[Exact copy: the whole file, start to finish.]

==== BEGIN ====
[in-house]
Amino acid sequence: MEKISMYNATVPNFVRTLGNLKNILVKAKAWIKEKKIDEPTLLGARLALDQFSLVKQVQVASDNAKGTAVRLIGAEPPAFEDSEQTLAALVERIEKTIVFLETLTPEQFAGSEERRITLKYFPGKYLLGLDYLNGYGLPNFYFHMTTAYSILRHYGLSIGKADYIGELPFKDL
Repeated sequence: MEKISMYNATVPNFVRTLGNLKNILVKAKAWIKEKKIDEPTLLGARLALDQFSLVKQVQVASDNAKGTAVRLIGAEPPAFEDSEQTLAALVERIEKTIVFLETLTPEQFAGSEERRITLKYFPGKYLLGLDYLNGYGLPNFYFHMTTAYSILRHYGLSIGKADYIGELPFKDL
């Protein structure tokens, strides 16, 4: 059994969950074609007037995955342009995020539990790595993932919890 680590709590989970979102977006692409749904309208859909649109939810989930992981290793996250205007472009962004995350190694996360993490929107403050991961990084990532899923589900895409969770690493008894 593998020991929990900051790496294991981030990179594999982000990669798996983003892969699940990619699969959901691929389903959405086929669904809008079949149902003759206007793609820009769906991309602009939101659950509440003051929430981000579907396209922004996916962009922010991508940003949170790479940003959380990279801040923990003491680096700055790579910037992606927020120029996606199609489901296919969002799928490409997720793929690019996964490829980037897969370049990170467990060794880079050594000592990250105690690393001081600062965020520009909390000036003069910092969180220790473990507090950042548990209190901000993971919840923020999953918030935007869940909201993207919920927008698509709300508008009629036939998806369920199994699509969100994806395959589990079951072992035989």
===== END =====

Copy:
[in-house]
Amino acid sequence: MEKISMYNATVPNFVRTLGNLKNILVKAKAWIKEKKIDEPTLLGARLALDQFSLVKQVQVASDNAKGTAVRLIGAEPPAFEDSEQTLAALVERIEKTIVFLETLTPEQFAGSEERRITLKYFPGKYLLGLDYLNGYGLPNFYFHMTTAYSILRHYGLSIGKADYIGELPFKDL
Repeated sequence: MEKISMYNATVPNFVRTLGNLKNILVKAKAWIKEKKIDEPTLLGARLALDQFSLVKQVQVASDNAKGTAVRLIGAEPPAFEDSEQTLAALVERIEKTIVFLETLTPEQFAGSEERRITLKYFPGKYLLGLDYLNGYGLPNFYFHMTTAYSILRHYGLSIGKADYIGELPFKDL
């Protein structure tokens, strides 16, 4: 059994969950074609007037995955342009995020539990790595993932919890 680590709590989970979102977006692409749904309208859909649109939810989930992981290793996250205007472009962004995350190694996360993490929107403050991961990084990532899923589900895409969770690493008894 593998020991929990900051790496294991981030990179594999982000990669798996983003892969699940990619699969959901691929389903959405086929669904809008079949149902003759206007793609820009769906991309602009939101659950509440003051929430981000579907396209922004996916962009922010991508940003949170790479940003959380990279801040923990003491680096700055790579910037992606927020120029996606199609489901296919969002799928490409997720793929690019996964490829980037897969370049990170467990060794880079050594000592990250105690690393001081600062965020520009909390000036003069910092969180220790473990507090950042548990209190901000993971919840923020999953918030935007869940909201993207919920927008698509709300508008009629036939998806369920199994699509969100994806395959589990079951072992035989």